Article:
This special issue of JRRD contains articles that (1) address an array of issues relevant to the care of veterans with MS and (2) reflect some of the initiatives being promoted by the two MSCoEs. Both MSCoEs embrace the chronic-care model first described by Wagner et al. [4-5]. Hatzakis et al. discuss implementation of a chronic-care model in MS through use of a data repository, state-of-the-art informatics, existing clinical-care guidelines, educated providers and veterans, and continuous quality improvement through a network of facilities. The authors describe the key elements of an informatics infrastructure in support of an MS chronic-care model, including a VA National MS Data Repository that the MSCoEs have jointly built to serve clinical, research, and administrative goals. Culpepper et al. report on the early challenges in identifying veterans with MS based on existing electronic data sources. They verified, using electronic medical record review, that an algorithmic approach can be used to identify a cohort that most likely has MS. Ensuring that healthcare providers are adequately educated about how to care for veterans with MS is also central to the chronic-care model. Turner and associates describe an educational needs assessment of VA and non-VA providers with a special interest in MS. This survey indicates that VA providers have similar self-identified educational needs as their community-based colleagues. Areas of particular need included education on management of cognitive impairment, fatigue, depression, spasticity, sexual dysfunction, and use of DMAs and development of an approach to the diagnosis of MS. This survey will provide the basis for the development of education programs by the MSCoEs that target VA MS healthcare providers.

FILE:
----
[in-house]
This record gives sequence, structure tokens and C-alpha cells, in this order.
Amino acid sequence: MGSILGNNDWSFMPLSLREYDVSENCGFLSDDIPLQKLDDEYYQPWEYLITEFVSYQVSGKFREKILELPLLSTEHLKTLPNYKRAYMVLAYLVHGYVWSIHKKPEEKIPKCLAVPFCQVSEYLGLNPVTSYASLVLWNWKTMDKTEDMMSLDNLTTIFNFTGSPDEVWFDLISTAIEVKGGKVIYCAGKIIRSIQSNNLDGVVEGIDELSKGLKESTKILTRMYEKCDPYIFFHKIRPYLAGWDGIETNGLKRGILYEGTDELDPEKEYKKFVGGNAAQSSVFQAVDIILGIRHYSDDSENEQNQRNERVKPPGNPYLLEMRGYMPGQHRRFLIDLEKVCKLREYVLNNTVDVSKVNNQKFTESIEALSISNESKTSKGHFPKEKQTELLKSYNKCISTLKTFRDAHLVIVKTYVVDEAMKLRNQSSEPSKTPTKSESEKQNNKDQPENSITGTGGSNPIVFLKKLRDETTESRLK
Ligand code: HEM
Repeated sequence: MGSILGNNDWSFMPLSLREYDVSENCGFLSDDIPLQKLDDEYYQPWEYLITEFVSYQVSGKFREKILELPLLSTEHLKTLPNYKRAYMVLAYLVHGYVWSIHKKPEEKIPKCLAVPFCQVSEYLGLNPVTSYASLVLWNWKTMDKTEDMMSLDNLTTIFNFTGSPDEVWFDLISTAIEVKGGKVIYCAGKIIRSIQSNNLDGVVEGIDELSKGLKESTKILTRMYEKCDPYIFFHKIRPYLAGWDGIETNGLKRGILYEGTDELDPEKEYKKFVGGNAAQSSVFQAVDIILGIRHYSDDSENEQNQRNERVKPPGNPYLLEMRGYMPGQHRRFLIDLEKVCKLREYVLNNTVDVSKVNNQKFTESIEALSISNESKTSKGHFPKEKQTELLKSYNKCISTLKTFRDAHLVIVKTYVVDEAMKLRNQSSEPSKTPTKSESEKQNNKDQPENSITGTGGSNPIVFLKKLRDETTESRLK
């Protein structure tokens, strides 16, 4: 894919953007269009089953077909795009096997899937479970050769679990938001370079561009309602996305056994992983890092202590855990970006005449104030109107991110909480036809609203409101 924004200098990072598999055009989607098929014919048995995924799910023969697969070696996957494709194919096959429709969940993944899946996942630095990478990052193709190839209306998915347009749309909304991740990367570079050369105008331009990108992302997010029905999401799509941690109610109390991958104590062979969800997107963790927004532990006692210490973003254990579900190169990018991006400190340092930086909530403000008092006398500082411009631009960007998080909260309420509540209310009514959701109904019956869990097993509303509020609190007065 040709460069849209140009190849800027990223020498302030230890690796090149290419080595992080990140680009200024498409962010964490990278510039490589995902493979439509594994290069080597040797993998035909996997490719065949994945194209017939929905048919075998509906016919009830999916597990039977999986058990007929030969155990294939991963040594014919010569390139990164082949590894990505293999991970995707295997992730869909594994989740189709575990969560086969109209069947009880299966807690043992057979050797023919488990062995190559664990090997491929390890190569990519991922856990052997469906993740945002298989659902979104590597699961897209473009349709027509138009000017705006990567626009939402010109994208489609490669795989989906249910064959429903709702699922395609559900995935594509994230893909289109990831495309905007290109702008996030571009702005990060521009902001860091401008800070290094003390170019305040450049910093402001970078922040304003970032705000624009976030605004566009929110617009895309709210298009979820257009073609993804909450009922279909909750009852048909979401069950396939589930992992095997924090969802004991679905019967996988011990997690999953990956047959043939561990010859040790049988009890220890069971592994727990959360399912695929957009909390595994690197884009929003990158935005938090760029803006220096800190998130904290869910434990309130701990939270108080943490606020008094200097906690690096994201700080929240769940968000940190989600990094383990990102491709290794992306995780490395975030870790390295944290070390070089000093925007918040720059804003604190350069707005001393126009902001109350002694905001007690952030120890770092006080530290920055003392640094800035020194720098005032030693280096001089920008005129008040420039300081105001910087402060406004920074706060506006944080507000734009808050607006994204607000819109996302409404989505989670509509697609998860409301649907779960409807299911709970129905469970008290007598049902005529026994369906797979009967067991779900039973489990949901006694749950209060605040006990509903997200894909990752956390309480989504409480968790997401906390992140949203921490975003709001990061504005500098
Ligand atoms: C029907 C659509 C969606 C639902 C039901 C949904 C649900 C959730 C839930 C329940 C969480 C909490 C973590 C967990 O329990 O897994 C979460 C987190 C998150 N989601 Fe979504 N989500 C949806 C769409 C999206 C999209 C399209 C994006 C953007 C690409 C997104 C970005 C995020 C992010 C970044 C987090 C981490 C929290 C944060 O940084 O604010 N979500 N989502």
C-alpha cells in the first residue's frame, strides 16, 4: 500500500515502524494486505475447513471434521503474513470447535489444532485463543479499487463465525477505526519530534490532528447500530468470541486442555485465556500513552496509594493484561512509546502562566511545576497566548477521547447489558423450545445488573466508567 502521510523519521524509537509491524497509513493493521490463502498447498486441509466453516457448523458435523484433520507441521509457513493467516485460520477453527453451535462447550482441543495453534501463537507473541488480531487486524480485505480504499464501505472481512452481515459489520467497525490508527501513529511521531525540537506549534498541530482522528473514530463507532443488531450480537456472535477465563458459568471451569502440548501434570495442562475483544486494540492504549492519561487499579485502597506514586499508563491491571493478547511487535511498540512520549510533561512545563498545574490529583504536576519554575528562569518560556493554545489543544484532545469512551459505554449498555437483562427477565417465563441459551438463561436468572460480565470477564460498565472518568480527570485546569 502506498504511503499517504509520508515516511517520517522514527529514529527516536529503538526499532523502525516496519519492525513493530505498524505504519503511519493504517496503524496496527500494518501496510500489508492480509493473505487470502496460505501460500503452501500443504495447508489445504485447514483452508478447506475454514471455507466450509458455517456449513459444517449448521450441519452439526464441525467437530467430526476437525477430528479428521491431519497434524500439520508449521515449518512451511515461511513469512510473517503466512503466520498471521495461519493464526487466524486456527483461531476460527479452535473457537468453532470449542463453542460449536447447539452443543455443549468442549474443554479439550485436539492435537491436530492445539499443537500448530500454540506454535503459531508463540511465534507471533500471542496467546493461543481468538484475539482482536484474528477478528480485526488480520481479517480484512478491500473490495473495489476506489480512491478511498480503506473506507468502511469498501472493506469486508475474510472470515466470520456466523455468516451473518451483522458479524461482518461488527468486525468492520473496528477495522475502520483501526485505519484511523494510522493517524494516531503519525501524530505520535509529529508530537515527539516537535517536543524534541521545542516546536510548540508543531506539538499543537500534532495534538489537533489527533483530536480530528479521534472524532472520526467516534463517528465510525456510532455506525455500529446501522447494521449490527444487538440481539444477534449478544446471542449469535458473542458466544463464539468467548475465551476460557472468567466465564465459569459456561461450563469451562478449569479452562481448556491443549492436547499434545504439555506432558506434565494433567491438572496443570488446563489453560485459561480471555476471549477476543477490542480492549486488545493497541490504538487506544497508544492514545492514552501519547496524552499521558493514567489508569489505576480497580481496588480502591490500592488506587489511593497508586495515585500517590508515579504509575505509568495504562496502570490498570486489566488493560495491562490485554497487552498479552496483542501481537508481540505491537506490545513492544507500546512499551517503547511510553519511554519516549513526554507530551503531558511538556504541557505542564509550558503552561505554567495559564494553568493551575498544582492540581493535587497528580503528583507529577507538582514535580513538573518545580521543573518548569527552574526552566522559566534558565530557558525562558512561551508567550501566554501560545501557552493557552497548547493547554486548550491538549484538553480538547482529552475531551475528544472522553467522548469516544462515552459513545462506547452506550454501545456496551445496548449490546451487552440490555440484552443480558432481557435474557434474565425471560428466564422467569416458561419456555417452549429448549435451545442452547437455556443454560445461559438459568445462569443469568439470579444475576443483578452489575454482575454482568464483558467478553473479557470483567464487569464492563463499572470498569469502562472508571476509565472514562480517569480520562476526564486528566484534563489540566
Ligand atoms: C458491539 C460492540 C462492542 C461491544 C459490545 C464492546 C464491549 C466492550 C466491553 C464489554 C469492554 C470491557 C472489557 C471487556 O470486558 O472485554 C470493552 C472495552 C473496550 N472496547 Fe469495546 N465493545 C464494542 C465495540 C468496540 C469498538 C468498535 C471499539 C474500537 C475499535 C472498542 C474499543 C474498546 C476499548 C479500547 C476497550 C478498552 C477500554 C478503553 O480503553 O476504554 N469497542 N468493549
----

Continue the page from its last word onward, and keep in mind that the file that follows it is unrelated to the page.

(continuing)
Treatment of MS in the VA is challenging. Guarnaccia and colleagues report on their assessment of 204 veterans with MS undergoing treatment with a DMA at multiple VAMCs. This study documents that veterans starting DMAs differ significantly demographically from those participating in the initial clinical trials of these agents. For instance, compared with those in the pivotal trial that led to Food and Drug Administration approval for interferon -1b, veterans starting DMAs were much more likely to be male, older by a mean of 6 years, more disabled as measured by the Expanded Disability Status Scale, and non-Caucasian (21% vs 7%). The differences in sex and race are striking and potentially of great importance, since they can affect responses to a variety of treatments. The results of MS treatment trials with predominantly female subjects and a low percentage of non-Caucasians may not generalize to veterans with MS. VAMC participation in multicenter clinical trials or separate trials conducted within the VHA should be encouraged so that DMAs are tested in populations that represent those receiving care for MS through the VHA.